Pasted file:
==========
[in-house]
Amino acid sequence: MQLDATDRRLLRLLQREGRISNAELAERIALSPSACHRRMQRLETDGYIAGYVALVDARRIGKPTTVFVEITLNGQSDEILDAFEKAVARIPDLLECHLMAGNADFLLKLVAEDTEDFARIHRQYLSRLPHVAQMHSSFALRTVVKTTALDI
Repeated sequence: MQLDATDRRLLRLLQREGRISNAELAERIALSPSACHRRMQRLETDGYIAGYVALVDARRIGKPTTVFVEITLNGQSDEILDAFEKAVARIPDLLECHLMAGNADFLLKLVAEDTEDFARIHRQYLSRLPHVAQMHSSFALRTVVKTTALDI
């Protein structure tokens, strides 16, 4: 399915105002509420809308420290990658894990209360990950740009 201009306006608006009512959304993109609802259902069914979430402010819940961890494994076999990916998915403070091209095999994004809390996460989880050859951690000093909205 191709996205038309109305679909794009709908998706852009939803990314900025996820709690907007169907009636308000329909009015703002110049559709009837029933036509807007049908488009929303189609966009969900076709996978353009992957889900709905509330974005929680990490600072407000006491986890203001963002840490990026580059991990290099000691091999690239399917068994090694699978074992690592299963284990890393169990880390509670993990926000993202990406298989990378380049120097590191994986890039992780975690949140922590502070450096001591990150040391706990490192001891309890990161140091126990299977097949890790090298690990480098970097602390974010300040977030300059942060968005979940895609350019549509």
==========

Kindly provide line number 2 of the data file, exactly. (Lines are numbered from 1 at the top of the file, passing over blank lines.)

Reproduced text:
Amino acid sequence: MQLDATDRRLLRLLQREGRISNAELAERIALSPSACHRRMQRLETDGYIAGYVALVDARRIGKPTTVFVEITLNGQSDEILDAFEKAVARIPDLLECHLMAGNADFLLKLVAEDTEDFARIHRQYLSRLPHVAQMHSSFALRTVVKTTALDI